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Selected Papers from the First Congress on Biotechnology and Bioengineering and V Peruvian Congress on Biotechnology and Bioengineering 2021

A special issue of International Journal of Molecular Sciences (ISSN 1422-0067). This special issue belongs to the section "Molecular Role of Xenobiotics".

Deadline for manuscript submissions: closed (28 February 2022) | Viewed by 3452

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Guest Editor
1. Faculdade de Ciências da Universidade do Porto, 4169-007 Porto, Portugal
2. CIIMAR, Interdisciplinary Centre of Marine and Environmental Research of the University of Porto, 4450-208 Porto, Portugal
Interests: cyanobacteria; toxins; cyanotoxins; marine biotechnology; secondary metabolites; cyanobacterial blooms; ecotoxicology; environmental contamination
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Special Issue Information

Dear Colleagues,

The research and development of molecular biological sciences is a very active field of science and technology today. Biotechnology and bioengineering based on this field are attracting attention and investment from scientists all over the world. Challenges that require a joint effort of biochemistry experts and scientists with a multidisciplinary approach will be the core of the discussion in our 1st International Congress on Biotechnology and Bioengineering and V Peruvian Congress of Biotechnology and Bioengineering-2021 (https://v-congreso-peruano-de-biotecnologia-y-bioingenieria-2021.webnode.pe/). The congress together with this Special Issue will provide a platform for interrelation between researchers from the academic field, as well as from industry, in the different topics of Biotechnology and Bioengineering. It will constitute a forum for the exchange of ideas, experiences, and information between biotechnologists and professionals involved in biotechnological aspects. We invite all colleagues that have presented a communication in this conference and all over the world to contribute to this Special Issue focused on the current advances on molecular biology applied to Biotechnology and Bioengineering. This Special Issue on “The First Congress on Biotechnology and Bioengineering and V Peruvian Congress on Biotechnology and Bioengineering 2021” invites articles on but not limited to the following topics:

biochemistry, molecular biology, biophysics, structural biology, cell developmental biology biochip technology, microbial fermentation engineering, algae technology, cell engineering, enzyme engineering, and ecological environment engineering.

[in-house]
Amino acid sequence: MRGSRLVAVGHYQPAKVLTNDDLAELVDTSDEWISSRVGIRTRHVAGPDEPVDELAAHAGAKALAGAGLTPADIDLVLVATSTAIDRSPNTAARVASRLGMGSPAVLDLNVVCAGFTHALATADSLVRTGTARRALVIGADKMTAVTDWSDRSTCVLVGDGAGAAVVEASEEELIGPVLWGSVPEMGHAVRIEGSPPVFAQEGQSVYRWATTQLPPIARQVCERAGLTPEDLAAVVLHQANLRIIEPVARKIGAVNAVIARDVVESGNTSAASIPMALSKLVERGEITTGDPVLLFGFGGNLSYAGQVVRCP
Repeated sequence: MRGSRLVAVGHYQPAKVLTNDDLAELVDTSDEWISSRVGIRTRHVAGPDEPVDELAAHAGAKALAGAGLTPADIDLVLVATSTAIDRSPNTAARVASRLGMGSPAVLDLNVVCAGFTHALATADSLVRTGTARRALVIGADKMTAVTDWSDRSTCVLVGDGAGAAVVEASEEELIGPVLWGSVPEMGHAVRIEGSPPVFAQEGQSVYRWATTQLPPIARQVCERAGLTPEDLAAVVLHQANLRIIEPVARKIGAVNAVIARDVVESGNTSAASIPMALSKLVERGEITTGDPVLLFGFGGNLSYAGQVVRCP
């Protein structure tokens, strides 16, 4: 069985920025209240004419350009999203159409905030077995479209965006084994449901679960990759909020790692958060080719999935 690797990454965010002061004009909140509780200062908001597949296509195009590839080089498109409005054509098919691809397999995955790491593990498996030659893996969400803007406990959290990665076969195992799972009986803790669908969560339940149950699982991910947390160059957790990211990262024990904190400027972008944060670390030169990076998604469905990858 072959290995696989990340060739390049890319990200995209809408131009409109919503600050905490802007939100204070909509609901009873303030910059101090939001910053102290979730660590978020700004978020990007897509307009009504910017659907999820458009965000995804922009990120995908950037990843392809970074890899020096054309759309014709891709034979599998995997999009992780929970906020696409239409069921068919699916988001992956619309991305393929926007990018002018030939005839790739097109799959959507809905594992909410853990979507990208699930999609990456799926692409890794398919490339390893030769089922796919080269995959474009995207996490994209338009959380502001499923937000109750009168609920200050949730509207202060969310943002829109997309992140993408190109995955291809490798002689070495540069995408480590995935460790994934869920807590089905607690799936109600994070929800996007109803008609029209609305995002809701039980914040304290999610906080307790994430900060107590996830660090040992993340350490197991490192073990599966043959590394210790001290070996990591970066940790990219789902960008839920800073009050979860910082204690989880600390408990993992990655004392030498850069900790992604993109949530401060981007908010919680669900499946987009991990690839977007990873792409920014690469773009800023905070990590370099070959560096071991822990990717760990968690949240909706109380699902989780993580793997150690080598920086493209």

Website https://v-congreso-peruano-de-biotecnologia-y-bioingenieria-2021.webnode.pe/

Prof. Dr. Vitor Manuel Oliveira Vasconcelos
Guest Editor

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Keywords

  • biotechnology
  • bioengineering
  • molecular
  • environmental
  • aquatic
  • plant
  • synthetic
  • medical
  • microbial

Published Papers (1 paper)

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Research

15 pages, 5231 KiB  
Article
Biosorption of Zn(II) from Seawater Solution by the Microalgal Biomass of Tetraselmis marina AC16-MESO
by Ronald Huarachi-Olivera, María Teresa Mata, Jorge Valdés and Carlos Riquelme
Int. J. Mol. Sci. 2021, 22(23), 12799; https://doi.org/10.3390/ijms222312799 - 26 Nov 2021
Cited by 3 | Viewed by 2165
Abstract
Biosorption refers to a physicochemical process where substances are removed from the solution by a biological material (live or dead) via adsorption processes governed by mechanisms such as surface complexation, ion exchange, and precipitation. This study aimed to evaluate the adsorption of Zn [...] Read more.
Biosorption refers to a physicochemical process where substances are removed from the solution by a biological material (live or dead) via adsorption processes governed by mechanisms such as surface complexation, ion exchange, and precipitation. This study aimed to evaluate the adsorption of Zn2+ in seawater using the microalgal biomass of Tetraselmis marina AC16-MESO “in vivo” and “not alive” at different concentrations of Zn2+ (0, 5, 10, and 20 mg L−1) at 72 h. Analysis was carried out by using the Langmuir isotherms and by evaluating the autofluorescence from microalgae. The maximum adsorption of Zn2+ by the Langmuir model using the Qmax parameter in the living microalgal biomass (Qmax = 0.03051 mg g−1) was more significant than the non-living microalgal biomass of T. marine AC16-MESO (Qmax = 0.02297 mg g−1). Furthermore, a decrease in fluorescence was detected in cells from T. marina AC16-MESO, in the following order: Zn2+ (0 < 20 < 5 < 10) mg L−1. Zn2+ was adsorbed quickly by living cells from T. marine AC16-MESO compared to the non-living microalgal biomass, with a decrease in photosystem II activities from 0 to 20 mg L−1 Zn2+ in living cells. Full article
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